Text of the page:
Longtime Utah Jazz coach Jerry Sloan opened up to the Salt Lake Tribune today and revealed that he was suffering from Parkinson’s disease and Lewy body dementia, a form of the disease that effects the body’s neurological system. The Sloans said that Jerry was diagnosed last fall:
“You try to be be optimistic,” said Tammy Sloan, who is sitting next to her husband. “But it is what it is. Jerry’s had a wonderful life — the best life you can possibly imagine. But this is not going to reverse itself and go away.”
There are good days, however.
“When a basketball game comes on TV,” Tammy Sloan said, “he knows everything that’s ever happened.”
Sloan, who coached the Jazz from 1988 to 2011, turned 74 last week.
“It was life-and-death once,” her husband noted.
Last week, former Utah Jazz executive assistant Judy Adams organized a surprise party for Sloan’s 74th birthday. A handful of close friends attended, including Frank Layden, who hired Sloan as one of his assistant coaches in 1984.
“Every day is a different day,” Tammy Sloan said. “Some days he’s fine and some days he’s not-so-fine. But at that birthday party, he was as normal as he’s ever been. … He was in prime form, telling stories.’”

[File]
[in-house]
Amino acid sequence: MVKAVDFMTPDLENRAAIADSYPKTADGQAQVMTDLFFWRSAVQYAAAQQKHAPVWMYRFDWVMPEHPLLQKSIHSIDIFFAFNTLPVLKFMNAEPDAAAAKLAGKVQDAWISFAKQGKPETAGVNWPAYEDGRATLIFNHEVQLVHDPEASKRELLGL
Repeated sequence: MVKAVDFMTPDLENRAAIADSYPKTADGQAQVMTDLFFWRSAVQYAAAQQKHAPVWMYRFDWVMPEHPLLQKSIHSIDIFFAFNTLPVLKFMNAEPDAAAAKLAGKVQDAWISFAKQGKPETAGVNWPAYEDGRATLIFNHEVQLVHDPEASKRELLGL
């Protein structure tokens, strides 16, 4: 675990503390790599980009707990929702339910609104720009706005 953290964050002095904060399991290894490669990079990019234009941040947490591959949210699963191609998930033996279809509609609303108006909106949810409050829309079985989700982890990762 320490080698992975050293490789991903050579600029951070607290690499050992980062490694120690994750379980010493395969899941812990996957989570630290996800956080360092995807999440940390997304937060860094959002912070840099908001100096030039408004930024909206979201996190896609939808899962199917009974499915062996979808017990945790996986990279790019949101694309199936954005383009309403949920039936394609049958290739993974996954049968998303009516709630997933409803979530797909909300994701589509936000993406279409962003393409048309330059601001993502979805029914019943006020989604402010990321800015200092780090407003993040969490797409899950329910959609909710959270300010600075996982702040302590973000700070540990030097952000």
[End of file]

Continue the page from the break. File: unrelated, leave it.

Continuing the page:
Sloan has the third-most wins of all time for an NBA head coach, and he is the only coach ever to win 1,000 games with a single team besides Gregg Popovich. He had been with the Jazz for five years before he became the head coach, and he returned in 2013 to an advisory role (the story says he helped them draft Trey Lyles).
According to the Sloans, Jerry’s condition has begun to decline, but remains optimistic, and is trying to get as many opinions and treatments as he can, which includes some “nontraditional” options that John Stockton recommended:
Sloan continues to see several doctors. He has a checkup scheduled for Thursday at the University of Utah. At the urging of former Jazz star John Stockton, he has also driven to Pocatello for some nontraditional treatments.
Once, during a discussion of possible ways to fight his illnesses, a doctor suggested Sloan learn a foreign language to help keep his mind active, and to start playing the piano to help his coordination.